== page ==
The Ugly Side Of Elections Is On Display This Year

Troy Marshall

October 30, 2014

4 Min Read
The Ugly Side Of Elections Is On Display This Year

The big mid-term election is just a few days away (Nov. 4; be sure to vote). If an individual race is largely decided, the projected victor is pressing hard to the end, and his/her advertising message is largely a positive one. However, if the election is a close one, the tone of the advertising tends to be decidedly vicious.

The beauty of free elections is that they give people a voice, as well as a civilized, non-lethal means to arbitrate between opposing views. The ugly part of elections is that it’s much easier to convince someone not to vote for an opponent than it is to convince them to vote for you. And candidates tend to be so hungry for victory that they’re willing to do almost anything to achieve it.

Nearing middle age, I’ve been around for quite a few of these election seasons, and I’ve heard many people comment that each election seems to get nastier than the previous one. The tone of the debate deteriorates, and partisanship increases while statesmanship declines.

voters on election day

I do think the boundaries of what is acceptable in campaigns seem to broaden each election cycle. The result, however, is that it diminishes the candidates, the parties, and the institutions in the eyes of the voters. I also hope that the trend reverses itself at some point, as gravitating toward the lowest common denominator will actually harm and not benefit the candidates.

Here in Colorado, we have races for U.S. Senate and the governorship that are very much tossups as we go into the final weekend. The fact that these are close races goes beyond the fact that Colorado has become a swing state, however. These are close races because all four major candidates on the ballot are actually good candidates and fine people, and that’s what has made the tone of these Colorado campaigns so difficult to listen to.

The negative tone of the campaigns has diminished all four individuals, and the state’s electorate just wishes the election had occurred two weeks ago. In the end, I can’t imagine there being any outcome other than increased partisanship.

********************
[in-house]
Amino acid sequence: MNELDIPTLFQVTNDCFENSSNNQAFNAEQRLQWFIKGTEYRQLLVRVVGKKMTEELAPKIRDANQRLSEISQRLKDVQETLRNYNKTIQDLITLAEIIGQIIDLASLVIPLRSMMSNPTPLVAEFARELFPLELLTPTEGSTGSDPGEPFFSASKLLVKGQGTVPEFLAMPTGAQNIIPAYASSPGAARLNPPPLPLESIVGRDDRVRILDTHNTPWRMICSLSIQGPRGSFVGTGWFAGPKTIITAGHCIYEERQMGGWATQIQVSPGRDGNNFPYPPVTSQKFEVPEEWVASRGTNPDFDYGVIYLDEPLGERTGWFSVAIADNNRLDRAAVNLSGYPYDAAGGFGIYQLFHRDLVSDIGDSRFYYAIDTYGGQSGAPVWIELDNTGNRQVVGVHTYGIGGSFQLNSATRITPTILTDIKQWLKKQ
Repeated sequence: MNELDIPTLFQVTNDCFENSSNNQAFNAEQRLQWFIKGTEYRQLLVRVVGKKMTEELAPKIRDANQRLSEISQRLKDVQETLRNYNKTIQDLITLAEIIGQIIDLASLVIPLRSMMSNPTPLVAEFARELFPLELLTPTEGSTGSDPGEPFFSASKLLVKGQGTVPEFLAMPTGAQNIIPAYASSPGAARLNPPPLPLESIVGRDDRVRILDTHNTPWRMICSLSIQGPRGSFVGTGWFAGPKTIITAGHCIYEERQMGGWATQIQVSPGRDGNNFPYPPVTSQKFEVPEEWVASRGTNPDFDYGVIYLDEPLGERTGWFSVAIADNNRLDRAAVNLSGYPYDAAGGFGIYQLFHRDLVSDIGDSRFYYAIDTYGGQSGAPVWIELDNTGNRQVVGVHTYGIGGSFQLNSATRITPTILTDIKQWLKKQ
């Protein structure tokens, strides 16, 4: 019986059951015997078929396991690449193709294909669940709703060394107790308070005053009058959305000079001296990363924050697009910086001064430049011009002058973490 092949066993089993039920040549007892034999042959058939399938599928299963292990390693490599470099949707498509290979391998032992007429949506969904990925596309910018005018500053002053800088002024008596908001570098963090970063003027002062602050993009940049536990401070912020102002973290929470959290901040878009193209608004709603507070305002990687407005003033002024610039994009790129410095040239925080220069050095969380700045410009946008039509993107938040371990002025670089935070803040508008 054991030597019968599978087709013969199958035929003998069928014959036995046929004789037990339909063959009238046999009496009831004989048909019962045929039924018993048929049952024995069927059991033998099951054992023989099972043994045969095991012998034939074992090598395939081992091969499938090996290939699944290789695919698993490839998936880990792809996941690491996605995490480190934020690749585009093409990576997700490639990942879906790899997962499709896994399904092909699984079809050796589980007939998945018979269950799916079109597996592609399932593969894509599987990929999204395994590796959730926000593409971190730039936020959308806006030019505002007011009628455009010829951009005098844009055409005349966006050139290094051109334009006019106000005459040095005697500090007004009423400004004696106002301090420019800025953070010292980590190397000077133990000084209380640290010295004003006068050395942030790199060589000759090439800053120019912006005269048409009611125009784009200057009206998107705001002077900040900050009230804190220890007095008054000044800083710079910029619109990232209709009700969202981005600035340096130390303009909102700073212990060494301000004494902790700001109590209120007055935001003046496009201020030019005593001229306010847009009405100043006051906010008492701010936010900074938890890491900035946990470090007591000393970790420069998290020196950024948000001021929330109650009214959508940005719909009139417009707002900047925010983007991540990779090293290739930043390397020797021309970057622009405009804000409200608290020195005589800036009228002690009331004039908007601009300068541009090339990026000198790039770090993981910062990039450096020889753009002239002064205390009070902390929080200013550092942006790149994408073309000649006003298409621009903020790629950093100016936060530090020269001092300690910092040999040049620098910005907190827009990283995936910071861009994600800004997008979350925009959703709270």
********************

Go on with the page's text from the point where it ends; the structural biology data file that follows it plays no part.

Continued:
I don’t blame the candidates so much as I blame the system. However, even more blame rests on us as voters. Negative campaigning works because we don’t do a good job ourselves of vetting candidates. We as voters also haven’t punished politicians for using the campaign tactics that are more about personal destruction than the issues.

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In the Colorado gubernatorial race, the Democratic incumbent has been running one particular ad that even his party’s most ardent supporters say is misleading, inaccurate and distasteful. His Republican opponent characterizes that same ad as out-and-out lies, immoral and unethical. As I said before, the incumbent governor’s record is one of fairly high integrity, but even when his supporters say the ad is wrong, the ad continues to run. Why? Because, it’s working, and we as citizens allow it to work.

With all that said, elections do matter. Having the right leadership is absolutely critical, and our system only works when everyday citizens play an active role and make sure their concerns and voices are heard. We have the power. Hopefully, everyone will exercise that power and send the correct messages.

The opinions of Troy Marshall are not necessarily those of and the Farm Progress Group.


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